Bullitt’s public career for all intents and purposes was over. The Republican administration of Dwight Eisenhower had no place for him on its foreign policy team. Eisenhower’s Secretary of State, John Foster Dulles, initially espoused a policy of “liberation” or “rollback” of the Soviet Empire, but settled for a continuation of Truman’s containment policy.

On February 15, 1967, while the United States was in the middle of another war to prevent communist expansion in Asia, William Bullitt died. He had been diagnosed with chronic leukemia many years earlier.

Bullitt had led an extraordinary life. He was a participant in some of the most important world events during the first half of the twentieth century. He had negotiated with Lenin after the First World War; dined and drank with Stalin in the Kremlin; served his country in two very important ambassadorial posts in the 1930s as the world lurched towards war; launched the careers of some of our nation’s finest diplomats; telephoned his friend, the longest serving U.S. President in history, to inform him about the beginning of the Second World War; acted as the personal representative of the president to the Middle East and Africa during the Second World War; discussed war policy with Churchill and de Gaulle; and became a vocal anti-communist critic of U.S. policy during the early years of the Cold War.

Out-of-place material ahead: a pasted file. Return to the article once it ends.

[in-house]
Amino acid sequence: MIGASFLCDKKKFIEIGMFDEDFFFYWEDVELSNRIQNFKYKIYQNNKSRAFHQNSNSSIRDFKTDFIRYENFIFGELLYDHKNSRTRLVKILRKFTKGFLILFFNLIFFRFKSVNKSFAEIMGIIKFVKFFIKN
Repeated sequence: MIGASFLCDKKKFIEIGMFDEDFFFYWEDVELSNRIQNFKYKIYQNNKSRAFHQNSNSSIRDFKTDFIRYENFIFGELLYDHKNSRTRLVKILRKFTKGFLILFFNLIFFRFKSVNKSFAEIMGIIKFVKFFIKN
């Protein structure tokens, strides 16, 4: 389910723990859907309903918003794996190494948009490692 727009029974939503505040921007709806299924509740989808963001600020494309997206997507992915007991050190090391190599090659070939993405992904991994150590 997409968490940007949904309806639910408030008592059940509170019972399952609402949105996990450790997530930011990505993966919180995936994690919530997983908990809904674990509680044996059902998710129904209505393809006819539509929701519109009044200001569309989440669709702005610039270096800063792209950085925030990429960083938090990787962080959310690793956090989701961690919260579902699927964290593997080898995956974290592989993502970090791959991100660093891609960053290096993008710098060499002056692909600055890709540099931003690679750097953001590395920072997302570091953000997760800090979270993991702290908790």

As a diplomat and presidential advisor, however, Bullitt deserves to be remembered most for his prophetic and courageous warnings to FDR in 1943 about the emerging Soviet threat to the West. In 1943, the structure of the postwar world had not yet begun to take shape. There was still time to align our military strategy with our professed goals of liberating as much of Europe as possible and thereby forestalling or at least lessening the opportunities for Soviet mischief after the war. There may still have been a Cold War if the president had followed Bullitt’s advice in 1943, but the Soviet Union would have been in a much less favorable geopolitical position to wage that war, and the lives of millions of Poles, Bulgarians, Romanians, Germans, Czechs, Slovaks and others in central and eastern Europe who suffered under Soviet domination for more than forty years would have been dramatically improved.

Ten Days That Shook the World by John Reed. Penguin Classics, 1990. ISBN: 0140182934